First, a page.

Pittsburgh’s Luc Robitaille scored in the final two minutes of Game 1 and New Jersey’s Scott Stevens turned the trick in Game 2 in a second-round series between the Penguins and the Devils in 1995.
Brouwer is just the second Capital ever to score a game-winning playoff goal in the final two minutes of regulation; Craig Laughlin did it against the New York Islanders in Game 1 of the Patrick Division final in 1984.
No Green Light – Caps defenseman Mike Green scored his first goal of the series in the first period to draw the Caps even at 1-1. The goal was Green’s first since Oct. 22 when he scored twice in a game against Detroit.
Green has played in 42 of Washington’s 43 playoff games over the last five postseasons, including 2012. He has averaged at least 25 minutes a night in each of the first three postseasons in which he played, dipping to 21:27 last spring because of injuries.
Green has averaged 23:03 per night this season, but logged just 17:03 tonight. More puzzling, Green was on the ice for just 48 seconds of Washington’s total of eight minutes in power play time in Game 6.
The Caps’ power play is 3-for-18 in the series and it was 0-for-4 in Game 6.
Washington defenseman Dennis Wideman logged 24:20 in Game 6, including 6:03 in power play time. Hunter was asked about the disparity between Green’s and Wideman’s minutes.
“I don’t know what their minutes were,” says the Caps coach. “It’s more the power play. We had Wideman more out on the power play than Green tonight. [Green] was on the second unit more than the first unit.”
Through the first six games of the series, Green has been on the ice for one even-strength goal against and two goals against while the Caps were shorthanded. The one even-strength goal against he was on for came in four-on-four play.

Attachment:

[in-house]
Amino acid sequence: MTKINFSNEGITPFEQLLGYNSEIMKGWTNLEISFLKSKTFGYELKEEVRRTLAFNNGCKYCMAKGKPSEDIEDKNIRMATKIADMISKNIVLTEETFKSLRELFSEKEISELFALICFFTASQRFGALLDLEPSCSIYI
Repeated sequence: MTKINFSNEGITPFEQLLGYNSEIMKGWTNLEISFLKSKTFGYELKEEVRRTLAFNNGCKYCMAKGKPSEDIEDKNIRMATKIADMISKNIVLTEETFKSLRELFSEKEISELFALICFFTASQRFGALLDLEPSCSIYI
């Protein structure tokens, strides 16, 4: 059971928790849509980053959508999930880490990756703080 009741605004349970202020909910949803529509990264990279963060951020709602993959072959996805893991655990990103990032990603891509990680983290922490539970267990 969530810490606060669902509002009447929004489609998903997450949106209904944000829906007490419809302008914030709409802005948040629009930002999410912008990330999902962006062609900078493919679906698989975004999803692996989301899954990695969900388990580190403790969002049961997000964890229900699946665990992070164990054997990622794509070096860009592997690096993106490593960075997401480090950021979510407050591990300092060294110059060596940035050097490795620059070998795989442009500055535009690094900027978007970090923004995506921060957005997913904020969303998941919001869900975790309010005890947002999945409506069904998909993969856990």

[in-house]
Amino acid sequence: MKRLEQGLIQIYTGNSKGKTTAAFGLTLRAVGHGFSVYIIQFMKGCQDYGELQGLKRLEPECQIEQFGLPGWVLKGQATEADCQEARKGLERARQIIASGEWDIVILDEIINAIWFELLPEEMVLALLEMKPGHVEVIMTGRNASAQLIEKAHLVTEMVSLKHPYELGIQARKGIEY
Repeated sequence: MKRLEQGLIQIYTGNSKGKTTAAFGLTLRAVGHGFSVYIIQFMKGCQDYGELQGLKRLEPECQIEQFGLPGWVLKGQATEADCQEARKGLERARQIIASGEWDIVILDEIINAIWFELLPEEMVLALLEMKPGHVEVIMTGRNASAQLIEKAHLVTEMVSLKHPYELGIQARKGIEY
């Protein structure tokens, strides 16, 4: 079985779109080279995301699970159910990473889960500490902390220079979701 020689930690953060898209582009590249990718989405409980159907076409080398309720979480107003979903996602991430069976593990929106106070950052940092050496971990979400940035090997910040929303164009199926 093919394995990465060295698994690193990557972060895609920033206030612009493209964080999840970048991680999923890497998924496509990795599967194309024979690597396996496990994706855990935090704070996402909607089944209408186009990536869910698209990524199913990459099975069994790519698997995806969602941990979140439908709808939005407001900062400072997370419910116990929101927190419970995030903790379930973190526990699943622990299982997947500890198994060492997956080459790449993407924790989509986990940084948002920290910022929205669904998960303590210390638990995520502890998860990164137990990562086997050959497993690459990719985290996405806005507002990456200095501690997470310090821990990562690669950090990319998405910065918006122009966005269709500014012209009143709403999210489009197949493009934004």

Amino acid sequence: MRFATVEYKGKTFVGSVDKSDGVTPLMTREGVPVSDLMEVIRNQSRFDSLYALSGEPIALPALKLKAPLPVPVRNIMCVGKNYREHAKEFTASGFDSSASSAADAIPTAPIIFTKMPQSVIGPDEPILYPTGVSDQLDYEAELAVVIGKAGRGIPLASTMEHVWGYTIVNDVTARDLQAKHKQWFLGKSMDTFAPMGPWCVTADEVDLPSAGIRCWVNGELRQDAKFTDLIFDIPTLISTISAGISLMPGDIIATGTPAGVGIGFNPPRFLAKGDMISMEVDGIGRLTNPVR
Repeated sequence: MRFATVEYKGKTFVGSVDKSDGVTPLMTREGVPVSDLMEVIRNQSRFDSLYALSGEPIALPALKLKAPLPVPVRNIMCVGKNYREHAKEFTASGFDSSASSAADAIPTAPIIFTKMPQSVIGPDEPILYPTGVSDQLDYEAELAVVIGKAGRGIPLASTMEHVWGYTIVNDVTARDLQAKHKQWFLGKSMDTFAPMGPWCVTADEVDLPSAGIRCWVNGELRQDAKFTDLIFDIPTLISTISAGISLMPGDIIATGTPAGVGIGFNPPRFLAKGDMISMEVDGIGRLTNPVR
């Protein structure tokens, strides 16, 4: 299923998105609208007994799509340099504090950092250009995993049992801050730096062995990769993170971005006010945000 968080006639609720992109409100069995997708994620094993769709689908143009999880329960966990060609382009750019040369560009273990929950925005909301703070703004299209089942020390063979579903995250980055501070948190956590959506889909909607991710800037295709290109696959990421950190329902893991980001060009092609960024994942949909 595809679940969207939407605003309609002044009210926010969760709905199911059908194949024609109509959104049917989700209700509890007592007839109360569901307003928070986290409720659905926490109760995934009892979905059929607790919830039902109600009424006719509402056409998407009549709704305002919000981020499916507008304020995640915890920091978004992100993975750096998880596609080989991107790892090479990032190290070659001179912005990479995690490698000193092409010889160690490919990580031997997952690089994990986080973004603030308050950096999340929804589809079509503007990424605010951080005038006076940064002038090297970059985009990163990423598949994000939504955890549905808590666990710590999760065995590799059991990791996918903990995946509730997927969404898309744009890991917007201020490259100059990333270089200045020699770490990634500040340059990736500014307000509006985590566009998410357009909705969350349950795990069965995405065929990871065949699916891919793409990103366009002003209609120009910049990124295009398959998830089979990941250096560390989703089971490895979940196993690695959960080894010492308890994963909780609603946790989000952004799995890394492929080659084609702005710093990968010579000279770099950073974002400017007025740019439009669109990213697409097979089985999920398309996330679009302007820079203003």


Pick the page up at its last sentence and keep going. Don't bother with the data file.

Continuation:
Wideman has been on the ice for eight of Boston’s 10 five-on-five goals in this series.
Green’s 13:41 in even-strength ice time in Game 6 was fifth among the six Washington defensemen.
Fourth Line – For the second straight game, the Capitals’ fourth line produced a goal. Mike Knuble scored the Caps’ third goal in their 4-3 win over the Bruins in Boston on Saturday, and the unit of Knuble, Keith Aucoin and Joel Ward were on the ice for Green’s goal.
Ward and Roman Hamrlik picked up the assists on Green’s goal.
Making Their Point – In the first three games of the series, Boston had a total of 28 shots on goal from its defensemen.
The Bruins got a combined total of 37 shots through from defensemen in Games 4 and 5, and just seven in Sunday’s Game 6.
Sunday’s total represented the lowest single-game total of shots from the blueline for Boston, but the B’s generated half their offense in Game 6 from the blueline.
Defenseman Andrew Ference scored on one of those shots; it was the go-ahead goal in the third period.
Also, Boston’s first goal came on a Rich Peverley deflection of a Ference point shot. Ference does not get credit for a shot on that play, just a primary assist.
Lineup Changes – Boston made its first lineup changes of the series for Game 6. Defenseman Joe Corvo sat out with an injury sustained in Saturday’s Game 5. Blueliner Mike Mottau replaced Corvo in the lineup, logging 9:21 in his first action of the series.
Shawn Thornton was a healthy scratch for the Bruins. Jordan Caron was in the lineup for the first time in the series; he skated 4:56 over 10 shifts.
By The Numbers – The Capitals are now 8-12 in home overtime games … Karl Alzner led the Caps with 24:21 in ice time, one second more than Dennis Wideman … Ovechkin was on the ice for 7:39 of Washington’s eight minutes of power play time … Ovechkin led the Caps with seven shots on net … Jay Beagle led the Caps with six hits.